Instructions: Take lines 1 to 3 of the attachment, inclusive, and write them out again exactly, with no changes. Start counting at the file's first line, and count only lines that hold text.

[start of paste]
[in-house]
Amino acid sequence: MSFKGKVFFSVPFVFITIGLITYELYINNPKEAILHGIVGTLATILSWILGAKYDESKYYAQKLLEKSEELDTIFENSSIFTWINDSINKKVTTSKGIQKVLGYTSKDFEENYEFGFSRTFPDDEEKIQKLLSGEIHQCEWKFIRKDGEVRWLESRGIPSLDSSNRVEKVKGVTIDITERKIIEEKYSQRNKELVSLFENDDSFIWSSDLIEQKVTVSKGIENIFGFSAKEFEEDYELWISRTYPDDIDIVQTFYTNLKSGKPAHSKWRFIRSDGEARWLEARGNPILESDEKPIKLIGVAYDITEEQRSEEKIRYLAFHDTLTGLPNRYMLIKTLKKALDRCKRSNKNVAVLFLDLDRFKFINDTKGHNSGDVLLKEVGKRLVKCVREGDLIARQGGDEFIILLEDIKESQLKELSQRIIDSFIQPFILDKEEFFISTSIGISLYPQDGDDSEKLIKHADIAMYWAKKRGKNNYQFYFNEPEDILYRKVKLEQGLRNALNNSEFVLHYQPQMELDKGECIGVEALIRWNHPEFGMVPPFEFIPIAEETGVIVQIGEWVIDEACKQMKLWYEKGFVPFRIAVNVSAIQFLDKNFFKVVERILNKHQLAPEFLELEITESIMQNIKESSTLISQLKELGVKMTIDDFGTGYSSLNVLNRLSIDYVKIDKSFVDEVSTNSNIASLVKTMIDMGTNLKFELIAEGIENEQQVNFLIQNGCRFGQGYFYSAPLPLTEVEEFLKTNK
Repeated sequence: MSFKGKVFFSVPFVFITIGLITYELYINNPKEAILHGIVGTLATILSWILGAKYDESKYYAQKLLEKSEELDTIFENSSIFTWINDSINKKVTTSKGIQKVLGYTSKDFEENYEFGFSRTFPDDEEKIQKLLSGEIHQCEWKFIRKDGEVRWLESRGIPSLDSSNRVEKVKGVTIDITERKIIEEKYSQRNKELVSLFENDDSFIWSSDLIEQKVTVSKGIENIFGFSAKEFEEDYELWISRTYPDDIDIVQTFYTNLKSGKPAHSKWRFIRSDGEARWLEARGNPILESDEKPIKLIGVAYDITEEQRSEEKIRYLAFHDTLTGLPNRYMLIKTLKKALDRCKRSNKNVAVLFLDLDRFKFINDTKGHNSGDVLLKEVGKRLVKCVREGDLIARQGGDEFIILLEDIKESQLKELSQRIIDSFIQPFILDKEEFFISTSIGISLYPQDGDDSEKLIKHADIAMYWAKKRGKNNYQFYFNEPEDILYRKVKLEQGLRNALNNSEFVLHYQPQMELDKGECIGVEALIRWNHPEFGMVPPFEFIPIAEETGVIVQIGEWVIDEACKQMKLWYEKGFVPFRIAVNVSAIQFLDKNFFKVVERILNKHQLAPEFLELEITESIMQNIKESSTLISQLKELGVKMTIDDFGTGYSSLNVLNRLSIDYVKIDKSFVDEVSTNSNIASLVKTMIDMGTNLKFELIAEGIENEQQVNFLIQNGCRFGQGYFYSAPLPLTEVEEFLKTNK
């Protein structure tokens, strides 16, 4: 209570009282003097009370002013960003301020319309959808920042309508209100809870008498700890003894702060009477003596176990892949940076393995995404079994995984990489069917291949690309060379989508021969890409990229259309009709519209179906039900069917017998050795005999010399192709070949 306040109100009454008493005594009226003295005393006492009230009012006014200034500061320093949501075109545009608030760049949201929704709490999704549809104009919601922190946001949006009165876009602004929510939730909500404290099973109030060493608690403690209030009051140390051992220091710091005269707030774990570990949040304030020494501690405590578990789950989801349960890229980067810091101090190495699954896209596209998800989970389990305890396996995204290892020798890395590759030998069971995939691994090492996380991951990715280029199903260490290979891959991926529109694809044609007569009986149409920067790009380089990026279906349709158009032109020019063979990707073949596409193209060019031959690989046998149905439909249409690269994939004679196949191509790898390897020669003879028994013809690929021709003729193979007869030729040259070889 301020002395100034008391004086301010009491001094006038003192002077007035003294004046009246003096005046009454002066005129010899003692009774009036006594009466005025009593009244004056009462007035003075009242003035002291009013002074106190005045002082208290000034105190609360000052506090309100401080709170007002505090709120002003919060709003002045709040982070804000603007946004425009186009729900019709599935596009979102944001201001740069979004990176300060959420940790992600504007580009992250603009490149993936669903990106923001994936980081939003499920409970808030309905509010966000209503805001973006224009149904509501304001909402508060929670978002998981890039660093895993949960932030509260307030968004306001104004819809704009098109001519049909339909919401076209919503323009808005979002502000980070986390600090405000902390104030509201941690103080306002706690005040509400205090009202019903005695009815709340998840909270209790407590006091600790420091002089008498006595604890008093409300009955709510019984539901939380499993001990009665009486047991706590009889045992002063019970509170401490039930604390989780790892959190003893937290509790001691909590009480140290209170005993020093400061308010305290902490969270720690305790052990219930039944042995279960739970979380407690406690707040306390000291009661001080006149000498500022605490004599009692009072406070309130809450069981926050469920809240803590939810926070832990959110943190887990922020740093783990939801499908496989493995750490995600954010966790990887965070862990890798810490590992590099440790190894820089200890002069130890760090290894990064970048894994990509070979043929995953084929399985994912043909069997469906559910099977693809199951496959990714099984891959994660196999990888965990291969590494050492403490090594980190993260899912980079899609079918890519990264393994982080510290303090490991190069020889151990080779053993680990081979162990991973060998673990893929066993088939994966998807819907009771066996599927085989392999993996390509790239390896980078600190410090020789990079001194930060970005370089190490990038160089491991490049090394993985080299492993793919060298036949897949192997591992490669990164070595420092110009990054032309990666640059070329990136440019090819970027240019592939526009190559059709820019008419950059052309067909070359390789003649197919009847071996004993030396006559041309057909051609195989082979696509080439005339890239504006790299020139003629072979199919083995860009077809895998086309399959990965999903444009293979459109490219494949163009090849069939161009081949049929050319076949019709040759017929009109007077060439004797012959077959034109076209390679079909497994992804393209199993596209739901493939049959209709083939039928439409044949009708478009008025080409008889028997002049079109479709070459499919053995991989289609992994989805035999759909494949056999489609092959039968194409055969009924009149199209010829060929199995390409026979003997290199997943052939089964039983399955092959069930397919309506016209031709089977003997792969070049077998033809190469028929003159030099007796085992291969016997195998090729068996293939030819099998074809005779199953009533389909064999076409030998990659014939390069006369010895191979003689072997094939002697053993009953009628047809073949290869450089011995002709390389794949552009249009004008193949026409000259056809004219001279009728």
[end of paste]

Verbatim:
[in-house]
Amino acid sequence: MSFKGKVFFSVPFVFITIGLITYELYINNPKEAILHGIVGTLATILSWILGAKYDESKYYAQKLLEKSEELDTIFENSSIFTWINDSINKKVTTSKGIQKVLGYTSKDFEENYEFGFSRTFPDDEEKIQKLLSGEIHQCEWKFIRKDGEVRWLESRGIPSLDSSNRVEKVKGVTIDITERKIIEEKYSQRNKELVSLFENDDSFIWSSDLIEQKVTVSKGIENIFGFSAKEFEEDYELWISRTYPDDIDIVQTFYTNLKSGKPAHSKWRFIRSDGEARWLEARGNPILESDEKPIKLIGVAYDITEEQRSEEKIRYLAFHDTLTGLPNRYMLIKTLKKALDRCKRSNKNVAVLFLDLDRFKFINDTKGHNSGDVLLKEVGKRLVKCVREGDLIARQGGDEFIILLEDIKESQLKELSQRIIDSFIQPFILDKEEFFISTSIGISLYPQDGDDSEKLIKHADIAMYWAKKRGKNNYQFYFNEPEDILYRKVKLEQGLRNALNNSEFVLHYQPQMELDKGECIGVEALIRWNHPEFGMVPPFEFIPIAEETGVIVQIGEWVIDEACKQMKLWYEKGFVPFRIAVNVSAIQFLDKNFFKVVERILNKHQLAPEFLELEITESIMQNIKESSTLISQLKELGVKMTIDDFGTGYSSLNVLNRLSIDYVKIDKSFVDEVSTNSNIASLVKTMIDMGTNLKFELIAEGIENEQQVNFLIQNGCRFGQGYFYSAPLPLTEVEEFLKTNK
Repeated sequence: MSFKGKVFFSVPFVFITIGLITYELYINNPKEAILHGIVGTLATILSWILGAKYDESKYYAQKLLEKSEELDTIFENSSIFTWINDSINKKVTTSKGIQKVLGYTSKDFEENYEFGFSRTFPDDEEKIQKLLSGEIHQCEWKFIRKDGEVRWLESRGIPSLDSSNRVEKVKGVTIDITERKIIEEKYSQRNKELVSLFENDDSFIWSSDLIEQKVTVSKGIENIFGFSAKEFEEDYELWISRTYPDDIDIVQTFYTNLKSGKPAHSKWRFIRSDGEARWLEARGNPILESDEKPIKLIGVAYDITEEQRSEEKIRYLAFHDTLTGLPNRYMLIKTLKKALDRCKRSNKNVAVLFLDLDRFKFINDTKGHNSGDVLLKEVGKRLVKCVREGDLIARQGGDEFIILLEDIKESQLKELSQRIIDSFIQPFILDKEEFFISTSIGISLYPQDGDDSEKLIKHADIAMYWAKKRGKNNYQFYFNEPEDILYRKVKLEQGLRNALNNSEFVLHYQPQMELDKGECIGVEALIRWNHPEFGMVPPFEFIPIAEETGVIVQIGEWVIDEACKQMKLWYEKGFVPFRIAVNVSAIQFLDKNFFKVVERILNKHQLAPEFLELEITESIMQNIKESSTLISQLKELGVKMTIDDFGTGYSSLNVLNRLSIDYVKIDKSFVDEVSTNSNIASLVKTMIDMGTNLKFELIAEGIENEQQVNFLIQNGCRFGQGYFYSAPLPLTEVEEFLKTNK